The Charles R. Jonas Federal Building is an excellent example of the Neo-classical style of architecture with its massive columns forming a colonnade across the main entry. It also exhibits a projecting pavilion at the center of the main elevation with a portico and simple pediment. The secondary elevations are accented by engaged pilasters. The public spaces of the interior are characterized by the use of marble floors and wainscot, and ornamental plaster ceilings. The courtroom is an excellent example of 1930's design with its oak panelling and fluted pilasters.

The site of the Federal building has historically been used for U.S. government buildings. That use continues today as the site of the Jonas Federal Building where the 1915-1934 building remains a symbol of the Federal presence in Charlotte. It is, in fact, the busiest statutory location for holding Federal Court in the Western District of North Carolina. Although the settlement of Charlotte dates from the colonial period, it is very much a symbol of the "new South". It has become one of the nation's most important financial and marketing centers. As a result of this, the Central Business District is now largely given over to commercial enterprises housed in new buildings. Therefore, in addition to representing the Federal government in Charlotte, the Charles R. Jonas Federal Building is one of the few historic structures remaining in the Central Business District.

Year
Start
Year
End
Description Architect
1915 Replace boiler breeching, asbestos abatement Unknown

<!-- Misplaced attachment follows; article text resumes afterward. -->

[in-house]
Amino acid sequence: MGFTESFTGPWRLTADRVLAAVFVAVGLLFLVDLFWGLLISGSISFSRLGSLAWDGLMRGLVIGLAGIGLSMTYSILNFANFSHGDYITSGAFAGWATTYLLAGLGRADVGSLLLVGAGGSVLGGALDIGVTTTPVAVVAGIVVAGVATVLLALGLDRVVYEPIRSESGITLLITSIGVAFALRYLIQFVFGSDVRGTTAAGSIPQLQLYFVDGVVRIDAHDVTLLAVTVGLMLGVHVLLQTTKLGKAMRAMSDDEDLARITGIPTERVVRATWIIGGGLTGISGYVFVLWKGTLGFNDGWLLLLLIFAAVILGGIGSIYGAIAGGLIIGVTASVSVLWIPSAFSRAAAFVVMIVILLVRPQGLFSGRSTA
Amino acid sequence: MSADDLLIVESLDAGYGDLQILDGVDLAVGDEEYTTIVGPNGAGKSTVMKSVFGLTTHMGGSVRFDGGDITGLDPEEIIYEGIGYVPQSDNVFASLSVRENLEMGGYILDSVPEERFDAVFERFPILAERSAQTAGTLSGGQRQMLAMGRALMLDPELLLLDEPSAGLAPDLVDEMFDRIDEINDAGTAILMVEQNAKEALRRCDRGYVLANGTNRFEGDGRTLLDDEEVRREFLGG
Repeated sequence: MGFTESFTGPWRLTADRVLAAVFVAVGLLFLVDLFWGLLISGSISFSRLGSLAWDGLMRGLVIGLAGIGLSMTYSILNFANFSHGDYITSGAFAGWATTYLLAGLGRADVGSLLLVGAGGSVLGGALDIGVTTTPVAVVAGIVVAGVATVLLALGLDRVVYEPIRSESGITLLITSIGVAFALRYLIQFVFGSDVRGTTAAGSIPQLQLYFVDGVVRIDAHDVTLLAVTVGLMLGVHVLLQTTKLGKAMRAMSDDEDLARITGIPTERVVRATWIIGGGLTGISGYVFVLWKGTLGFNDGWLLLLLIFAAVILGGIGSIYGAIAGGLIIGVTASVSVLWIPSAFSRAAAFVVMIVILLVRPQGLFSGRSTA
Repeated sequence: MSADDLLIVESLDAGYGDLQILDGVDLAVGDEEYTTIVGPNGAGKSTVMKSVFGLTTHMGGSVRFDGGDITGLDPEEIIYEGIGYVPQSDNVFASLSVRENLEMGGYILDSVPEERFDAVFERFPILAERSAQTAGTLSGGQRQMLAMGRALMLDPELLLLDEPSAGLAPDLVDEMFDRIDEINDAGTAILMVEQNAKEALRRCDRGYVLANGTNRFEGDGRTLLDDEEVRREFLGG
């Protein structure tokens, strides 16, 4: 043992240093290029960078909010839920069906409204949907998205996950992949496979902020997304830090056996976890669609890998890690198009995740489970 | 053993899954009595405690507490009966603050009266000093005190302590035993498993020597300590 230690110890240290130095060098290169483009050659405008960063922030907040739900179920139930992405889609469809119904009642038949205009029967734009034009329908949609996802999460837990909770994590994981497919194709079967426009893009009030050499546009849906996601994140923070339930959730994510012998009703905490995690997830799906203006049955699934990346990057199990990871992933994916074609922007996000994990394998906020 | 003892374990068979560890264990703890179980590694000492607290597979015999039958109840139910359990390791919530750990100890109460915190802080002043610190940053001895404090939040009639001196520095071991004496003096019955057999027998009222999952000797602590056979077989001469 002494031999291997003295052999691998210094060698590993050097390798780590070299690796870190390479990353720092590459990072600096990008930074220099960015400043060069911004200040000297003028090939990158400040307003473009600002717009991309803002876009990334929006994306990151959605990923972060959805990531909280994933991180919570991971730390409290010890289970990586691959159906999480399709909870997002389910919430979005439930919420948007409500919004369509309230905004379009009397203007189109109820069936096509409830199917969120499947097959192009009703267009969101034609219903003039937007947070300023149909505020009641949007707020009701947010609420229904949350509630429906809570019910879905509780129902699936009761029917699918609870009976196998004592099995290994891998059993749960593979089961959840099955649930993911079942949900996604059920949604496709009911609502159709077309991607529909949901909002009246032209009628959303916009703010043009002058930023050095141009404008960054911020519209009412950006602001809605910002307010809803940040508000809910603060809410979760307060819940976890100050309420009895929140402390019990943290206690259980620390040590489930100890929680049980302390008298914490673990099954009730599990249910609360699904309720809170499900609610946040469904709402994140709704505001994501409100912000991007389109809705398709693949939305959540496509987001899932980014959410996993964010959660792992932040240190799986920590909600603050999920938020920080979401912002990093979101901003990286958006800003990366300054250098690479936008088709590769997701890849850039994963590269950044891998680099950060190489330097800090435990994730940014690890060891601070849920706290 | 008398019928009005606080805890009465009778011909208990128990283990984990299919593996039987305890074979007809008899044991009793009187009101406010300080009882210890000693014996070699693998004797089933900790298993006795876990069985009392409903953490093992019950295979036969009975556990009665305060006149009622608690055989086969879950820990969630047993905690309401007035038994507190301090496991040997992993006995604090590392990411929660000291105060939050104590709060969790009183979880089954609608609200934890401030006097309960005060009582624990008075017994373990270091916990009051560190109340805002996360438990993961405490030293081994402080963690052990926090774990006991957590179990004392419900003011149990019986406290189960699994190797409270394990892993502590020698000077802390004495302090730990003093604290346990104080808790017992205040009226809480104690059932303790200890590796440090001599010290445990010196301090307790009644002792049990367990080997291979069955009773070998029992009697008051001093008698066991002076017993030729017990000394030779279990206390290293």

1915 1915 Original Construction Wetmore, James A., Sup. Architect
1934 Addition U.S. Treasury Department
1983 1985 Work on basement, 1st and 2nd floors, and exterior Unknown
1986 Heating systems modifications Unknown
1987 Paint ceiling in 2nd floor courtroom H.J. Cater
1987 Repair damaged plaster-2nd fl courtrm,1st fl lobby C.W. Kirkland Plastering Co.
1987 Alterations on 2nd floor Blythe and Isenhour, Inc.
1987 Alterations to US Marshal's area Blythe and Isenhour
1988 Sheetrock, panelling and ceiling work Robertson Painting Co.
1989 Paint MEPS area; install wainscot MEPS area Builders, INc.
1990 Install wood panelling, crown mold, doors, etc. Deconti, Odden and Griffity
1990 Construct Bankruptcy Courtroom - 1st floor Unknown
1992 Install 6000 sq.ft. of wallcovering, 2nd floor A&B Construction
1992 Install suspended ceiling, 2nd floor corridors A&B Construction
1993 Replace carpet, panelling, paint in MEPS area Creative Cabinetry
1993 Replace existing chillers and related equipment
1993 Wall construction, ceiling, chair rail, etc -2n fl A&B Construction
1994 Cyclical carpet replacement
1994 Renovate 2nd floor offices (216-224, 241-245) Eastern Maintenance
1994 Exterior painting
1994 Raise retaining walls, MEPS and Mint St. Deconti, Odden and Griffith
1994 Renovate Judge McKnight's suite DeConti, Odden and Griffith
1995 Renovate MEPS area Eastern Maintenance
1995 Renovate Judge Mullen's suite Eastern Maintenance
1995 Renovate clerk's suite (208-214) Quinns Decorating
1996 Renovate rooms 203, 205 Sonshine construction
Last Reviewed: 2017-08-13